As shown in FIGS. 6 to 8, the sleeve 111 incorporates a suction tube 116 and a throat 113. The throat 113 leads from a rectangular (or other shaped) flange 114 to the underside or interior of the platter 112. The somewhat oversized flange acts as a shield, preventing fluid flowing out of the top of the throat from falling back into the eye. The throat 113 provides a passageway through which instruments or fluids or conduits may access the interior of the capsule through the corneal incision. The sleeve 111 and throat 113 are relatively flat to minimise wound distortion. The join 115 between the sleeve 111 and the platter 112 may be slightly thickened or reinforced to provide extra strength in this area.

The suction tube 116 is located along one edge of the sleeve 111 and may be moulded into it. The suction tube 116 provides a sealed passageway and fluidic communication with the suction ring or channel 120. The communication between the suction ring or channel 120 and suction tube 116 is shown in FIG. 9. It will be appreciated that the suction tube 116 may be used for a variety of purposes. In one example, the suction tube 116 may serve as a guide for an insertion rod. The throat may also serve this purpose. Such a rod is inserted into the tube 116 for the purpose of manoeuvring the device through a corneal incision and into position on the lens capsule.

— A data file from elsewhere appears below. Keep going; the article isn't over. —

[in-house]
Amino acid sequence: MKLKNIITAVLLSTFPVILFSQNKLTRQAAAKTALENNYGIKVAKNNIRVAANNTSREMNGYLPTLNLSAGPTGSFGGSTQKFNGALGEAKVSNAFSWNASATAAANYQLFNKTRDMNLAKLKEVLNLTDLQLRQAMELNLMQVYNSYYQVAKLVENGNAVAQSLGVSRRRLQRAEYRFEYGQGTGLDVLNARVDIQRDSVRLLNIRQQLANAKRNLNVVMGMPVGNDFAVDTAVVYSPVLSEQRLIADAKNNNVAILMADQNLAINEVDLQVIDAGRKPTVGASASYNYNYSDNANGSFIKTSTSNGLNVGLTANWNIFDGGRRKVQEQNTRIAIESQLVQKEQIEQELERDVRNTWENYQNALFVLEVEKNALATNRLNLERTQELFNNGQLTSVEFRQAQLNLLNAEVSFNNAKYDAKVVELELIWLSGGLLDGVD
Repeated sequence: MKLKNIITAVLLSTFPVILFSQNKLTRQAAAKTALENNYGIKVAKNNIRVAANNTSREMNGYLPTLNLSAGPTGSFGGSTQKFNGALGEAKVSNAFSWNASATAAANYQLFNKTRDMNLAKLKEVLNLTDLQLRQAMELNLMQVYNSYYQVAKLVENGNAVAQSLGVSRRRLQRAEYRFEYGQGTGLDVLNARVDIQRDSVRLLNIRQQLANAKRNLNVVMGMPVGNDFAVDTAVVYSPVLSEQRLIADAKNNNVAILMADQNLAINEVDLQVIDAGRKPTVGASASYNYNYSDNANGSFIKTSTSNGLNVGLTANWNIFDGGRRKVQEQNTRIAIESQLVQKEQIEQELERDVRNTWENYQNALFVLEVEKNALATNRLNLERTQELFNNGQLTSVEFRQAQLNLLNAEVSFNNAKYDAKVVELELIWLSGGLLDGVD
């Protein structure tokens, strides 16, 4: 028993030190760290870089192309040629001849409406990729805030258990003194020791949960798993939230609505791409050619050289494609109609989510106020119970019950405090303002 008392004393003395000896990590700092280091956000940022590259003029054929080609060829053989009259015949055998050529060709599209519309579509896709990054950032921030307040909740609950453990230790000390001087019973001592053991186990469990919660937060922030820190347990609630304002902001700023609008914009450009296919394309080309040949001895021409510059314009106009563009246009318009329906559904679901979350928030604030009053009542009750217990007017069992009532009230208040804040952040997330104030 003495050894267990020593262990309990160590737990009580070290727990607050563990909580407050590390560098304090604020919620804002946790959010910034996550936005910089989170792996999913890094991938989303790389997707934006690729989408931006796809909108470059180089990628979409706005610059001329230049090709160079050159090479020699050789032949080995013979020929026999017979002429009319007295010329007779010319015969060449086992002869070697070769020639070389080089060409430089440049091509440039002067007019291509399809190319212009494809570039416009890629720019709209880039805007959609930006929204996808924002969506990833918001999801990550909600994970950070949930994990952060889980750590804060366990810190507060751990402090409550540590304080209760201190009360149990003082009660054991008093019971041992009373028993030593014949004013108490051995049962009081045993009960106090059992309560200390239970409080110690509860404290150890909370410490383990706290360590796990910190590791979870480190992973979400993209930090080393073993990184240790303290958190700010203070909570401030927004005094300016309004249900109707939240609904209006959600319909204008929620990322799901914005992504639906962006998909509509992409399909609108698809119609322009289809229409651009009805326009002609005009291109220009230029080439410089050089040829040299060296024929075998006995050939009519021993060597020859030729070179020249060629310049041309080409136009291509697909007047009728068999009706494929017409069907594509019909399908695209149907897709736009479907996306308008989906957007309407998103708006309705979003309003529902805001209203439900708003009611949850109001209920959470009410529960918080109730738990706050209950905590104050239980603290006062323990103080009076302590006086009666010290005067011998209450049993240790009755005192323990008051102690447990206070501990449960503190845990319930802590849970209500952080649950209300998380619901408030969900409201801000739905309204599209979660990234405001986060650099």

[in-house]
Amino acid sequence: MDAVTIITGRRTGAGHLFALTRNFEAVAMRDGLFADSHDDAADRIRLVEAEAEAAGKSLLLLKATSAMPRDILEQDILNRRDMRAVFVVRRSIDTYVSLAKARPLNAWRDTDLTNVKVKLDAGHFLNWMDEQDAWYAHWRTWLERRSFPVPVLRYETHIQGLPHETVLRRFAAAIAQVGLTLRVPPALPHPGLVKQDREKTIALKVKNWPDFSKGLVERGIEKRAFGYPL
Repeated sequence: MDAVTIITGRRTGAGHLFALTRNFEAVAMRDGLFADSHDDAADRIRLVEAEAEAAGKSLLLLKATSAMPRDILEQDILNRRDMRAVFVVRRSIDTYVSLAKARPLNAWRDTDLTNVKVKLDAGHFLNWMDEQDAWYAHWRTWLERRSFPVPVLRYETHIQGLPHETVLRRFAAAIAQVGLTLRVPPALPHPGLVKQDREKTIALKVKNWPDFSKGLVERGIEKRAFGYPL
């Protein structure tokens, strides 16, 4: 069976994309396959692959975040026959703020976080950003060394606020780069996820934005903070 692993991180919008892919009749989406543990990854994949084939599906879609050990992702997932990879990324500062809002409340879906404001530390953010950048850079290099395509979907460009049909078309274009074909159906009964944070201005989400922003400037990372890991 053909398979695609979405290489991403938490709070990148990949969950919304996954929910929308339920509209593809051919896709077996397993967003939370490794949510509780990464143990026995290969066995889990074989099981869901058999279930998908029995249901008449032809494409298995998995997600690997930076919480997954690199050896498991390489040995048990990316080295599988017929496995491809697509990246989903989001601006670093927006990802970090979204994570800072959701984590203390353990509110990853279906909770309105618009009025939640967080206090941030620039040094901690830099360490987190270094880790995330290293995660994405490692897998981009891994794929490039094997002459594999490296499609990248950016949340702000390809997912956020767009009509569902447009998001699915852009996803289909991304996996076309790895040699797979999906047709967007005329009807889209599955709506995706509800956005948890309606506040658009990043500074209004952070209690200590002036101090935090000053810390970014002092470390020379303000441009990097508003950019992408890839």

As shown in FIG. 10, the suction ring 120 which acts as a seal and surrounds the platter 112 comprises a pair of concentric flexible lips 121 which surround an annular channel 122. The flat and flexible undersides 123 of the lips 121 allow the platter 112 to adhere to and seal against the lens capsule with the platter 112 surrounding the capsulorhexis. The suction ring 120 thus forms an inverted “U” cross-section about its entire circumference.

It will be appreciated that the suction platter 112 has been disclosed as disc shaped, but may be fabricated as any convenient plan form such as oval, rectangular or irregular to suit any surface shape or confirmation. Likewise, the suction cannel 120 has been disclosed as a ring, bit its primary characteristic is merely that it confirms to the shape of the underside of the suction platter 112, regardless of what shape the platter happens to be.